"This is the greatest example of wiretapping in American history," said Consumer Watchdog President Jamie Court.
At a news conference Thursday in Santa Monica and in Washington, D.C., Consumer Watchdog alleged Google has illegally gathered personal information from millions of Americans, including members of congress.
"This 'Wi-Spying' scandal isn't just about Google wiretapping, taking data from hundreds of millions of individuals literally across the world," said Court. "It's also about national security secrets potentially being in the open."
Last month Google admitted to collecting data through open Wi-Fi networks from the public while taking pictures of people's homes and neighborhoods. The company claims it was an accident and that it never analyzed or used the information.
Collecting such data is not difficult. It's fairly easy to find open Wi-Fi networks.
Consumer Watchdog said they sniffed around homes, including some members of congress, and found their home Wi-Fi networks to be vulnerable to intrusion.
"We have not had a hearing from the House Commerce Committee on this problem," said Court. "Which is startling to me."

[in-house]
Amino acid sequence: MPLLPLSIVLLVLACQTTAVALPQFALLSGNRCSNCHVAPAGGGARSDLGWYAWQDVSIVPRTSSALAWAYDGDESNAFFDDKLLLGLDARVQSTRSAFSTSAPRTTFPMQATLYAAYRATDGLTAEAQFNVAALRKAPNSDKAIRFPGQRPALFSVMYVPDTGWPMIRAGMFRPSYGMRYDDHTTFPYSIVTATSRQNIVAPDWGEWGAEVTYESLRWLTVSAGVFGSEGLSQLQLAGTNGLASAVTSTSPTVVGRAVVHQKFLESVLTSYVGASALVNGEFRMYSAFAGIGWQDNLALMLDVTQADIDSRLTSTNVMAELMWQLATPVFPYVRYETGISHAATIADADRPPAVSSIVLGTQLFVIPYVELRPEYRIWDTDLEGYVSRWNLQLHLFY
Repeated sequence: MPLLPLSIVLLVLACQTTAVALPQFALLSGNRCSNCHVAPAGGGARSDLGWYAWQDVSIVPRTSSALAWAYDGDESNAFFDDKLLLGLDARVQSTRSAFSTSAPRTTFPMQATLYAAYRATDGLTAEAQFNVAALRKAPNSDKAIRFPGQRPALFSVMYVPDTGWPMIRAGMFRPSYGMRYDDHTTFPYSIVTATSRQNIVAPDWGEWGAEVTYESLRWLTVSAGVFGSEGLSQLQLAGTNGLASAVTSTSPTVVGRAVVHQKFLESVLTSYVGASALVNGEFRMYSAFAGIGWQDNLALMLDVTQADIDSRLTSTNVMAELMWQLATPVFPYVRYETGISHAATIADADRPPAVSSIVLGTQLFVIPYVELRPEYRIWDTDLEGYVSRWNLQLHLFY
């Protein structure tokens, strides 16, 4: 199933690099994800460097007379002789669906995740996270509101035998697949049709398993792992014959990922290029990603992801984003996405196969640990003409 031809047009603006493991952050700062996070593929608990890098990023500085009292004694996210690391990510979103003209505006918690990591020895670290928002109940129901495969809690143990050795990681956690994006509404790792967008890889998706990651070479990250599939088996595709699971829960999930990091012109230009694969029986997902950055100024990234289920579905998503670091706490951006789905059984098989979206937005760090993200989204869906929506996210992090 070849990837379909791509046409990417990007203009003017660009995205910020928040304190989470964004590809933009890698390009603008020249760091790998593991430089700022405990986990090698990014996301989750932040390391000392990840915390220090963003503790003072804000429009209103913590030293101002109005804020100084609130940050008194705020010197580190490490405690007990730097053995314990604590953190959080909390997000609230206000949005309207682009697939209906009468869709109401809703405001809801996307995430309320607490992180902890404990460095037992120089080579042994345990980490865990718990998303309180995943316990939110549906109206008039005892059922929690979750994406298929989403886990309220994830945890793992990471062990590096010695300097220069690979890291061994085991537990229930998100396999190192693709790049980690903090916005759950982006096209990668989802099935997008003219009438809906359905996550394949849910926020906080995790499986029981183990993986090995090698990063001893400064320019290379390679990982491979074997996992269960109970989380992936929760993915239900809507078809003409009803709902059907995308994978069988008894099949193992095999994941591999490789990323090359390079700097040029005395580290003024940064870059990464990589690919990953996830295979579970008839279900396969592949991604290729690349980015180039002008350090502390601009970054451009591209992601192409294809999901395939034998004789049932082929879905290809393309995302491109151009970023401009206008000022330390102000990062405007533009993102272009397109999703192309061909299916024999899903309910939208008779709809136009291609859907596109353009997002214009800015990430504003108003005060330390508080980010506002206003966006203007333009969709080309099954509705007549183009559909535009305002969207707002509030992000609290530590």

Meantime, protect your Wi-Fi:
- Make sure you use encryption and complex passwords.
- Use a virtual private network for business.
- And use a firewall.
"I just believe that members of congress, like most Americans, don't realize how at risk they are of their privacy being violated," said Court.
Although there is no proof Google actually gathered sensitive national security information, Consumer Watchdog believes Google is collecting the data for advertising purposes at least.
Consumer Watchdog also said Thursday that Google has a contract with the National Security Agency. That's the very agency that is supposed to protect our national security systems.